SINGAPORE (July 30): When Anuj Jain left the corporate world to start his own company, he was unprepared for the hurdles he would encounter. Jain had set up a website to sell antique furniture and expected his years of experience successfully climbing the corporate ladder to make a difference. “You think magic will happen, but it doesn’t,” he says, recalling his experience.

Instead, Jain found himself having to navigate a fragmented and confusing start-up world. “It’s a very tough journey for a founder even after you have had a great career and accomplished a lot,” he says. To raise money, for instance, Jain spent a good nine months to a year figuring out the local start-up funding ecosystem.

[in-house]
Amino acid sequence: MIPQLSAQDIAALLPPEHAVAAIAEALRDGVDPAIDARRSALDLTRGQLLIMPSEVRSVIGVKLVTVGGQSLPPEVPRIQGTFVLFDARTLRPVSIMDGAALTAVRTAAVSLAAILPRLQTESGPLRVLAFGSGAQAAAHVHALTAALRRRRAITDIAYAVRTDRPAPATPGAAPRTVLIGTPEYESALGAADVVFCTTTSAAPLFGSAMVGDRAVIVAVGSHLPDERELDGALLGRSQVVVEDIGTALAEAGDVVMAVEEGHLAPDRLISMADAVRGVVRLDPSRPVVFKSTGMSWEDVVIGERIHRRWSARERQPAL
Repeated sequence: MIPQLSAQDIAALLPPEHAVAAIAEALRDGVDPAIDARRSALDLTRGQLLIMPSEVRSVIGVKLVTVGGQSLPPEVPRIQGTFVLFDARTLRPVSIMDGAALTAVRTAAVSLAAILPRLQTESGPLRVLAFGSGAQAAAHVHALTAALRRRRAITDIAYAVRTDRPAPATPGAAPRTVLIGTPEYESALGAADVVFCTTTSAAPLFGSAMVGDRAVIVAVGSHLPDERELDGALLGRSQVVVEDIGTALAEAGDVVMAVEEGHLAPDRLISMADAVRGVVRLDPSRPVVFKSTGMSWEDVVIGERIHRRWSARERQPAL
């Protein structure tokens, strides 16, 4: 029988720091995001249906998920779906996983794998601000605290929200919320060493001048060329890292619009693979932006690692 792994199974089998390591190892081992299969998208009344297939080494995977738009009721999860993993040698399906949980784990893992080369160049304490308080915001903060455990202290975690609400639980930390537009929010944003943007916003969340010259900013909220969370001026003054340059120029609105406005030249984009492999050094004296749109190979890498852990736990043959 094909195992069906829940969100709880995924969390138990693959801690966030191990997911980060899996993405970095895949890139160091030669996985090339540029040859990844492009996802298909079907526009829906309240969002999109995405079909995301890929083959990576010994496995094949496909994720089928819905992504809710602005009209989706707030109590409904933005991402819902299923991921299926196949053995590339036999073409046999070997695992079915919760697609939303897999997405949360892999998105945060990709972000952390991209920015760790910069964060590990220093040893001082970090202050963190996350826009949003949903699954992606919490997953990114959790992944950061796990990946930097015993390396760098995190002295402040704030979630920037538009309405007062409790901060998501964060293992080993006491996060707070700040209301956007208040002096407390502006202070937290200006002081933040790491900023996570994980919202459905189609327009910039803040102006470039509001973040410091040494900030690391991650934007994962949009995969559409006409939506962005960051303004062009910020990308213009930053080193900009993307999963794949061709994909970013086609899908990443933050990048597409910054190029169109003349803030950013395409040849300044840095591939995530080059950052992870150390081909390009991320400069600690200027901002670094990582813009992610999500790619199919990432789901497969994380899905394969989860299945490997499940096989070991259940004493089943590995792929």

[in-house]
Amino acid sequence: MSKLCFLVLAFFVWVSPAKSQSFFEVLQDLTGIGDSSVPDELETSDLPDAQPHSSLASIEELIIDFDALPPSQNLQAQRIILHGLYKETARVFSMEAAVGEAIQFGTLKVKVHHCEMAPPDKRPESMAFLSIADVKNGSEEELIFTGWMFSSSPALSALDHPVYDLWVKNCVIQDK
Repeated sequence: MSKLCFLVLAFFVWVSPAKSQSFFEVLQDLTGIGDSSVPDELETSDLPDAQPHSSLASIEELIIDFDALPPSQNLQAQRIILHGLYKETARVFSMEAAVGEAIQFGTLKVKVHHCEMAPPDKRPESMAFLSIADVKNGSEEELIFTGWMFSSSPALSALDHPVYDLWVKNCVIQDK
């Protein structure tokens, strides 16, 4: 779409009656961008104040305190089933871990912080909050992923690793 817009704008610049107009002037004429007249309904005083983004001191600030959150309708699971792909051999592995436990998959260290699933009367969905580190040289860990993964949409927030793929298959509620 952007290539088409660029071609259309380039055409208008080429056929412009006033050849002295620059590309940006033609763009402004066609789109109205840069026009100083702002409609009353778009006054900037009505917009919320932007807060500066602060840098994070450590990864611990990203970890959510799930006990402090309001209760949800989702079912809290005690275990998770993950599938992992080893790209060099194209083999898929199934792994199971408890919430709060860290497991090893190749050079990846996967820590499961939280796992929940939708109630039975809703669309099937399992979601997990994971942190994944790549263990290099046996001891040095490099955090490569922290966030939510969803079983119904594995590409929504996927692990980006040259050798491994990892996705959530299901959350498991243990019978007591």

“There are so many accelerators, incubators, crowd-funding platforms, venture capitalists (VCs), angel clubs, events, boot camps,” he says. “As a founder, you have to go [out there to raise money] and it depends on your physical time and reach. How much can you do while you are creating a product, developing a team and running against time in terms of your cash burn?”

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